Bio

New bio

“A sense of stillness is found in the art of Martin Campbell which concerns itself with the significance of place and place name. These are magical, timeless paintings with something of the Chagall about them combined with an oriental refinement, a sense of minimal and spontaneous effort, a sureness of eye and hand.”     

Sandra Gibson, Nerve Magazine, Liverpool

 

Martin Campbell’s art includes many well known subjects, but his paintings have become especially associated with places less travelled or seen – places that may never have been painted before.  While Ireland’s coastal districts boast some of the most spectacular scenery in the world, it is often the quieter, hidden locations that capture his imagination.  As he outlines himself, this curiosity for the lesser known started early on:

“When I was very young I used to stand on the crossbar of our front gate in Newry to see the green hills that rose to the north.  I stared at the colours and shapes, wondering what that place was called, who might live up there and what things happen in those hills.  I’ve never lost that fascination with the landscape and try to bring it to every piece of work I start.  I hope it comes across.”

Martin has taken part in group exhibitions across Ireland and Britain including at the BBC in Belfast and the Irish Consulate in Edinburgh.  Along with artists Derek Cully and Eamon Colman, he organised ‘Fís 2008’ – a major exhibition of Irish contemporary art which was an official event of Liverpool 2008, European Capital of Culture.

Martin has had one-man shows at The Sean Hollywood Arts Centre in Newry, Cavan Library and The Gerard Dillon Gallery in Belfast amongst other venues.  His art was used to illustrate an anthology of Irish and Scots poetry published by Cavan-based Windows Publications and edited by Heather Brett and Noel Monahan.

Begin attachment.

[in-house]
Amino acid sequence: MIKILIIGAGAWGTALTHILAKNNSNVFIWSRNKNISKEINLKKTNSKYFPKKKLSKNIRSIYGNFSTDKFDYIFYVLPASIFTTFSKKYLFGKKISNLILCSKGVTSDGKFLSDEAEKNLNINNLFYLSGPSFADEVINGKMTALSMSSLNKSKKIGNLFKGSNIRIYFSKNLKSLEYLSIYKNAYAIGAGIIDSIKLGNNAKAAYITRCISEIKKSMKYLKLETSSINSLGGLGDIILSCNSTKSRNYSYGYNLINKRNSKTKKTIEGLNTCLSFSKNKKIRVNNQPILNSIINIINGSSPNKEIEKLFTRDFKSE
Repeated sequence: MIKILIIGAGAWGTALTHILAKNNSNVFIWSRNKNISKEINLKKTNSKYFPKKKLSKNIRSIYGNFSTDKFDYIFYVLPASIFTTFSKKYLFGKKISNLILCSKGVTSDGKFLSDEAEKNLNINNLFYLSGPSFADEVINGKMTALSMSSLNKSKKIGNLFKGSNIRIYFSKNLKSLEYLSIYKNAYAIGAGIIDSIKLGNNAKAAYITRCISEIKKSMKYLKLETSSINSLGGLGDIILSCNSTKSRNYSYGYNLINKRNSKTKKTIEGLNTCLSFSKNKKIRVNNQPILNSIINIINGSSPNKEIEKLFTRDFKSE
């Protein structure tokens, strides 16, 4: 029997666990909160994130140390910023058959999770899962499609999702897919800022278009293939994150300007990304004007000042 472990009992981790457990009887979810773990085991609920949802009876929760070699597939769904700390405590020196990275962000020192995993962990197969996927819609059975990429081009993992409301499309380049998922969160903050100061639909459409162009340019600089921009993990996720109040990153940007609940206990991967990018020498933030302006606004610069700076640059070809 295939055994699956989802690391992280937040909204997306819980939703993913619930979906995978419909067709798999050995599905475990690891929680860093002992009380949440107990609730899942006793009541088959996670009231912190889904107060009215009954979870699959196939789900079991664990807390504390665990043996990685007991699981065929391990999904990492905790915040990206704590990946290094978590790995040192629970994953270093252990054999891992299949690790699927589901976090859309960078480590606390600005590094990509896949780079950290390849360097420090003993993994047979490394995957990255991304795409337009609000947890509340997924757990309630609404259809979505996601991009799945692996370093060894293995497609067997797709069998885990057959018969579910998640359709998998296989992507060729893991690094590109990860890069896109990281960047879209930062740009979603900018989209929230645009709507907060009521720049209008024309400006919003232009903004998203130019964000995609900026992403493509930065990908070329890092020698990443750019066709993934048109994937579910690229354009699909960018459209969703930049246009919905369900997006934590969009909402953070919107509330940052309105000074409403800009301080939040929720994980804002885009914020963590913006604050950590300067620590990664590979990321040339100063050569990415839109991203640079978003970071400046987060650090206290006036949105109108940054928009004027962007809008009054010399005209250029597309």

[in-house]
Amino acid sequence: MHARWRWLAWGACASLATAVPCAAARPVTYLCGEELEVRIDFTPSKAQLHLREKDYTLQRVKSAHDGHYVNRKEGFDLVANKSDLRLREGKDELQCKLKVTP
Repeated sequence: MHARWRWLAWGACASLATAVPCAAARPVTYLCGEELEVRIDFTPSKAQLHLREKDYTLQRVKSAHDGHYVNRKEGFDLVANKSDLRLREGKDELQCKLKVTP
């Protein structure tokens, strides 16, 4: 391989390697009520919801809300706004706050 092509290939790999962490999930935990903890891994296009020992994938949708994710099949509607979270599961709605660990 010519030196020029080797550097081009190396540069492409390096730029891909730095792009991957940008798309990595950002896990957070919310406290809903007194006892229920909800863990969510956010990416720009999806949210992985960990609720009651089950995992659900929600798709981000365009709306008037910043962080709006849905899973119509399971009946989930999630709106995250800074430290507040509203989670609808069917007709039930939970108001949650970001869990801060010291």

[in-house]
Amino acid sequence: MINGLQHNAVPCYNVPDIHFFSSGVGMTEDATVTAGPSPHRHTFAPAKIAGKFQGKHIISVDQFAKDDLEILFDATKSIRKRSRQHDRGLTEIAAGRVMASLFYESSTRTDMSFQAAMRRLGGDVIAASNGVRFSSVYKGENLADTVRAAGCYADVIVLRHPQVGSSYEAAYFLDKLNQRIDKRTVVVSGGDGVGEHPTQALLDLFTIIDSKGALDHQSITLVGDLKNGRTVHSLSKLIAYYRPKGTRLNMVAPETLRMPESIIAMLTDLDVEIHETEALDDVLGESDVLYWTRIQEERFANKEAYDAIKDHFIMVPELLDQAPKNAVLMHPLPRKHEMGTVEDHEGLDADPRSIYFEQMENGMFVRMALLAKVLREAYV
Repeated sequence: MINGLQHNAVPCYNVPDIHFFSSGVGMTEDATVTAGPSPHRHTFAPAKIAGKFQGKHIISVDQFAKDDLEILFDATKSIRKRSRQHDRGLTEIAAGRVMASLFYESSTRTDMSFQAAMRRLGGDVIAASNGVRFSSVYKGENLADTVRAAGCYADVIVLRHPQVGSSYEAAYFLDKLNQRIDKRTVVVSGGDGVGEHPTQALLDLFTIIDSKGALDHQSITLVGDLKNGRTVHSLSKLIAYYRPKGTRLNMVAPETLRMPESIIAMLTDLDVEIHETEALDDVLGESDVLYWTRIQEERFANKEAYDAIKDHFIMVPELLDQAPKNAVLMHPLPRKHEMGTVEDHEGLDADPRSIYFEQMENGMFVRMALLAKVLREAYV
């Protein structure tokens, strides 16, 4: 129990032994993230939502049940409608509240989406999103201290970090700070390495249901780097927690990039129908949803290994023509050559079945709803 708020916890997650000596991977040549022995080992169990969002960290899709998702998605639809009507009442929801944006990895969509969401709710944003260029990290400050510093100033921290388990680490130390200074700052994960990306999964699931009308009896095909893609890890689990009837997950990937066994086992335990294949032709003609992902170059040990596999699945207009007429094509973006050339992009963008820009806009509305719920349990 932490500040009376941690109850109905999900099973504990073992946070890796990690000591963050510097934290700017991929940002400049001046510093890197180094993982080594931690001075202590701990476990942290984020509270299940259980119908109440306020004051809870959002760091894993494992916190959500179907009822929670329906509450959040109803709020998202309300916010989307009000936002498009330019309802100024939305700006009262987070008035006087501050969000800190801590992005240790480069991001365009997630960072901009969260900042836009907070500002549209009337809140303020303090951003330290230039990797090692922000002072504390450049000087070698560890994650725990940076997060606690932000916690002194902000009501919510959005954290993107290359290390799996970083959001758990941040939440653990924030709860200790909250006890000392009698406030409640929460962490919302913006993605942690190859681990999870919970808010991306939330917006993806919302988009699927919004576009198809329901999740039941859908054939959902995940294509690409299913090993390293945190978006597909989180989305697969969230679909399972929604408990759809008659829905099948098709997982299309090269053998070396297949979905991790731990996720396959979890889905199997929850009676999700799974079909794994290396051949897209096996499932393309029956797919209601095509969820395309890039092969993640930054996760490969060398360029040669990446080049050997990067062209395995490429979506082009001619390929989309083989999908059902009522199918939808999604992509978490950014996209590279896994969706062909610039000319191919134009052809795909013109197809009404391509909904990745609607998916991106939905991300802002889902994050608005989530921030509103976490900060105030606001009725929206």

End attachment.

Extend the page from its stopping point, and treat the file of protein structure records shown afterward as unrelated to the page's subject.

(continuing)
In addition to his paintings, Martin has been taking photographs since he received his first camera aged ten.  The photographs on these pages represent the first time he has put his photography in the public domain.  They capture both urban and rural subjects – highlighting the visual drama of both environments while retaining the sense of stillness present in his paintings.

 

 

New bio

“A sense of stillness is found in the art of Martin Campbell which concerns itself with the significance of place and place name. These are magical, timeless paintings with something of the Chagall about them combined with an oriental refinement, a sense of minimal and spontaneous effort, a sureness of eye and hand.”     

Sandra Gibson, Nerve Magazine, Liverpool

 

Martin Campbell’s art includes many well known subjects, but his paintings have become especially associated with places less travelled or seen – places that may never have been painted before.  While Ireland’s coastal districts boast some of the most spectacular scenery in the world, it is often the quieter, hidden locations that capture his imagination.  As he outlines himself, this curiosity for the lesser known started early on:

“When I was very young I used to stand on the crossbar of our front gate in Newry to see the green hills that rose to the north.  I stared at the colours and shapes, wondering what that place was called, who might live up there and what things happen in those hills.  I’ve never lost that fascination with the landscape and try to bring it to every piece of work I start.  I hope it comes across.”

Martin has taken part in group exhibitions across Ireland and Britain including at the BBC in Belfast and the Irish Consulate in Edinburgh.  Along with artists Derek Cully and Eamon Colman, he organised ‘Fís 2008’ – a major exhibition of Irish contemporary art which was an official event of Liverpool 2008, European Capital of Culture.

Martin has had one-man shows at The Sean Hollywood Arts Centre in Newry, Cavan Library and The Gerard Dillon Gallery in Belfast amongst other venues.  His art was used to illustrate an anthology of Irish and Scots poetry published by Cavan-based Windows Publications and edited by Heather Brett and Noel Monahan.

In addition to his paintings, Martin has been taking photographs since he received his first camera aged ten.  The photographs on these pages represent the first time he has put his photography in the public domain.  They capture both urban and rural subjects – highlighting the visual drama of both environments while retaining the stillness present in his paintings.